Does a soldier ever stop being a soldier? "No!" shouted several from the audience at last night's post-show discussion for Soldier On at The Other Palace. The play, dubbed "The Full Military Monty", was developed and workshopped with real soldiers and their families and shows how all are affected by PTSD. It's performed by a 16-strong cast, half of whom are veterans themselves. It's also attracting lots of attention from the UK's extended military community. At last night's Q&A, when I asked who in the audience had served or hailed…
By Terri Paddock | 30 October 2018 | , , , , , , , | 0 comments | Read More >


A Guide for the Homesick Q&A video and photos: How did Doctors Without Borders & homophobia inspire this new play?

The night after they faced the press, the team behind the European premiere production of A Guide for the Homesick faced a packed audience, most of whom stayed on to take part enthusiastically in our post-show discussion. Ken Urban's play was commissioned in 2011 and had its world premiere last year in Boston. This new production reunites New York-based Urban with British director Jonathan O'Boyle, who helmed his play Sense of an Ending at London's Theatre 503 in 2015. In Urban's new, tense two-hander, Douglas Booth and Clifford Samuel are Jeremy and…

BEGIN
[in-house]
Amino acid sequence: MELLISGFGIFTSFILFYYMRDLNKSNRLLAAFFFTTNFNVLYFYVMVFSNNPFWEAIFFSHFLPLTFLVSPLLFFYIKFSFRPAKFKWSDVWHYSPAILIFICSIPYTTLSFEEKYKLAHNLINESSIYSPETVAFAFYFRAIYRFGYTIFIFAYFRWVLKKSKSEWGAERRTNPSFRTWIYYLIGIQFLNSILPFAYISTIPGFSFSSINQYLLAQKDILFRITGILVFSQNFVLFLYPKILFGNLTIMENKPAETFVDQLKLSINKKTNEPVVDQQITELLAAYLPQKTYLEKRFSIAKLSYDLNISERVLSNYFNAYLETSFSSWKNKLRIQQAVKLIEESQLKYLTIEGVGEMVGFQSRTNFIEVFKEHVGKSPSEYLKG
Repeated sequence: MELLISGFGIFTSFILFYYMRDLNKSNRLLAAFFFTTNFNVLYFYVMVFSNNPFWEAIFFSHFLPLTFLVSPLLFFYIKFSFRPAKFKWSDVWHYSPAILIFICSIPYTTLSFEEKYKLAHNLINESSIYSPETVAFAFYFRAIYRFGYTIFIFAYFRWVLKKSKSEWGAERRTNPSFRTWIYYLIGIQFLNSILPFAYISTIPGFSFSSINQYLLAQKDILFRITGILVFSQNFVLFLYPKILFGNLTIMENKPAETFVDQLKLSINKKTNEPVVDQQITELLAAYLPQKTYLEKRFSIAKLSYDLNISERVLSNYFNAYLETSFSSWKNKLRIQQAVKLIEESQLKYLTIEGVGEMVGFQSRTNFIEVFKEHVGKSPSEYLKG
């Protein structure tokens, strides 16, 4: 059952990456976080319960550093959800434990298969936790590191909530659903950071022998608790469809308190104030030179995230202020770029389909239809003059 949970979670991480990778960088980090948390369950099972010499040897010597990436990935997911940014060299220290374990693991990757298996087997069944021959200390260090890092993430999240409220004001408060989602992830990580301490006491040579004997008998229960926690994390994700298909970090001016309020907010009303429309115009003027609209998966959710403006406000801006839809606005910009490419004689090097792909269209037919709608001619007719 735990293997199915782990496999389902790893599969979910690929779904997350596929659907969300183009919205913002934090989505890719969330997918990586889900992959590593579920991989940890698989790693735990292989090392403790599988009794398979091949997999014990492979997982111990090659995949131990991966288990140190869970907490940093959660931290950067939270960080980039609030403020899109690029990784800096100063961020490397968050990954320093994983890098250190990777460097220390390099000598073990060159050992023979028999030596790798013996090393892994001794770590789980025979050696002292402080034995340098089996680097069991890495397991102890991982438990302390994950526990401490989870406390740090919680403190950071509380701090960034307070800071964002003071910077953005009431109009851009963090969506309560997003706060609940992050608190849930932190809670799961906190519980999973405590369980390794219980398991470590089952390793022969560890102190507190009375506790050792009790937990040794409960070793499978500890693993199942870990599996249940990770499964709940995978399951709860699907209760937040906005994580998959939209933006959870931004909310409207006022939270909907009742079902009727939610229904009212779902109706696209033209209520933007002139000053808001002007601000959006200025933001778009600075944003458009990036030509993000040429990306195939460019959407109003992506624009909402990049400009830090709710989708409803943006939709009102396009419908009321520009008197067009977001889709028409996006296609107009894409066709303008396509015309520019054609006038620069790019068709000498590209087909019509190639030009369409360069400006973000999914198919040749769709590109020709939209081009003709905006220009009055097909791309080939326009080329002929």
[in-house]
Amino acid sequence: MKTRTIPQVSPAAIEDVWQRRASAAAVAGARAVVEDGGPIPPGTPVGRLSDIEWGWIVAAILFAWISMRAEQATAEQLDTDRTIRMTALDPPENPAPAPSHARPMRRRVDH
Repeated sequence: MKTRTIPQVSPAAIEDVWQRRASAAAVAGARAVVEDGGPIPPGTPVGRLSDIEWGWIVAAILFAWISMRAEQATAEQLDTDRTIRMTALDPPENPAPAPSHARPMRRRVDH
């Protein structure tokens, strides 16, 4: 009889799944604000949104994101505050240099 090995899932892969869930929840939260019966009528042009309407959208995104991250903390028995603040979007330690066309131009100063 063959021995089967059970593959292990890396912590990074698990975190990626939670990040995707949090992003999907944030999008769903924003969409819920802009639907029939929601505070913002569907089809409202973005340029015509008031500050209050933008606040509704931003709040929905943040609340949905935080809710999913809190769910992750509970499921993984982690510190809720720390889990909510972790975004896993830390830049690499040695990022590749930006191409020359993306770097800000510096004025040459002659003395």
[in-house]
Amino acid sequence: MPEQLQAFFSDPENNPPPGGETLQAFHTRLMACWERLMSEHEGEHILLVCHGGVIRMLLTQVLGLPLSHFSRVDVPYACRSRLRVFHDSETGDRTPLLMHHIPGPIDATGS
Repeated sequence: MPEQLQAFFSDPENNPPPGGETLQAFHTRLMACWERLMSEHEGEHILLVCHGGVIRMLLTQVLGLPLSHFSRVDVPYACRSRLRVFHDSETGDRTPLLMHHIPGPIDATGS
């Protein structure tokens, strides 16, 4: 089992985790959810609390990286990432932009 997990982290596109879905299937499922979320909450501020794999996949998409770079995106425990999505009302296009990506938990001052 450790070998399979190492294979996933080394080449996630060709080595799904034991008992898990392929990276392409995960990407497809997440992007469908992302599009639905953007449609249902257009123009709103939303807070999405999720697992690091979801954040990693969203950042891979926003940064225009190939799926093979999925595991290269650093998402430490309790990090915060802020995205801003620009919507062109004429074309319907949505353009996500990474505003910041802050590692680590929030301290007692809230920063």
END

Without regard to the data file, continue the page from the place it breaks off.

By Terri Paddock | 22 October 2018 | , , , , , , | 0 comments | Read More >


The Wider Earth Q&A video and photos: Puppetry evolution & Charles Darwin at the Natural History Museum

The Wider Earth is billed as one of the theatre events of the year - and, on this occasion, that's no exaggeration. What a privilege for me to play a small part in helping to launch this spectacular and historic production, which tells the story of a young Charles Darwin and is staged in a specially created, temporary, 357-seat venue in the Jerwood Gallery at the Natural History Museum (the museum's first-ever performance theatre) just next to the Darwin Centre. The Wider Earth follows the 22-year-old Charles Darwin as he embarks…